As a new parent you may feel assailed by worries that a few months before might not have occurred to you. Cool as a cucumber pre-children, you are reduced to a jangle of nerves and fears at the thought of leaving the house (traffic! accidents!) or seeing friends (infectious diseases!).
The likelihood is that these worries flit into your consciousness on a fairly regular basis when you first have a child. It is a natural reaction to a massive life event, and helps you to integrate the new responsibilities that you have, with your usual life and routine. Mention them to any other new parent and you will soon find yourself bonding - with laughter - over the irrational anxieties that make up new parenthood.
However, if you're convinced that these are likely events, and the anxiety stops you from living your life the way that you would like, it may be time to seek help. However fearful you may be of voicing what you have been experiencing, rest assured that asking for help is a sign of strength - looking after yourself is vital for your family.
This week sees Mental Health Awareness Week, with an invitation to become Anxiety Aware.
Here are 5 tips from the experts on managing the thoughts or physical symptoms, which might help you to live with anxiety.
1. Start the conversation. Discuss how you feel with someone you trust - GP, partner or close friend. Sometimes just having the conversation can help you feel less alone and give you the support that you need to get back on track. On line forums such as Headcase, started by writer and journalist Liz Fraser to share people's experience of "head wobbles", can help you to make sense of what you are experiencing.
2. Look after yourself. Eating well and getting regular exercise can help with your physical and mental wellbeing. Avoiding caffeine and sugar will cut out "rushes" and then "lows" afterwards, and can help contribute to a good night's sleep. Exercising regularly can give you a sense of wellbeing as physical activity releases helpful, positive brain chemicals. Getting into shape can be a helpful boost to your self esteem as well.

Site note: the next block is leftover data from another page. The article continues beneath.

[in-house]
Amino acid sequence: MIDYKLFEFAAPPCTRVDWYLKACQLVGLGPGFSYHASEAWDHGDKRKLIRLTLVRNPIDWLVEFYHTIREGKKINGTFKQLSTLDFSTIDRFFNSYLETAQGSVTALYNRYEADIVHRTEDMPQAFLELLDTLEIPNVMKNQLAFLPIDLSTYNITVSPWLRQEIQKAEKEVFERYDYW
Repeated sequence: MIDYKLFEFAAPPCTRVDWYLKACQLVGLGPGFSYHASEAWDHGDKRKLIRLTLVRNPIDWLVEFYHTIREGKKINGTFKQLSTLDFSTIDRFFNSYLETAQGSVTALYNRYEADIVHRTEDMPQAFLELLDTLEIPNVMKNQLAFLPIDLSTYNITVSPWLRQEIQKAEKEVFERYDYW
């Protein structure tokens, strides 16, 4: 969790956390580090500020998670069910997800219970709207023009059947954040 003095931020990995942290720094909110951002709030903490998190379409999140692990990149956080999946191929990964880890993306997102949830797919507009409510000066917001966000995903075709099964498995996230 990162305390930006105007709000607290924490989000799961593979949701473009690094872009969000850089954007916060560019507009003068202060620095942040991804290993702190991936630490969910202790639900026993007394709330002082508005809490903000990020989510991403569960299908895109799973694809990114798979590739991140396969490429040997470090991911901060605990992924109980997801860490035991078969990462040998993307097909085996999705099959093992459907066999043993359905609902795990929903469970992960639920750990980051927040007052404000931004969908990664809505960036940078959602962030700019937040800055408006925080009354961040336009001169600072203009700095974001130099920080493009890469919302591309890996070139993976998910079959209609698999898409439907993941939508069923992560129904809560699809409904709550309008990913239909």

3. Meditation, mindfulness and yoga. The organisations that back Mental Health Awareness Week, counsel giving your mind space to be calm and still. Using meditation or mindfulness (being alive in the moment) and yoga (a blend of physical movement and meditation) gives you an outlet to find a quiet space to relax and approach your daily life with renewed energy or strength.
4. Know your limits. If you are experiencing chronic or acute anxiety episodes, think carefully about how far you extend yourself as a parent. If friends or family are leaning on you too much, leaving you no time for yourself or your own children, consider how you can gently let go of some of those burdens. If you keep a record of what triggers your anxiety and you can identify the worst triggers, then you can avoid those situations until you are better equipped to deal with them.
5. Get help. Cognitive Behavioural Therapy can be immensely helpful - giving you the tools to rationalize and control a lot of what it happening to you. CBT can be delivered in many different ways, in person with an individual therapist or online via new resources such as Thinkwell, run by PsychologyOnline.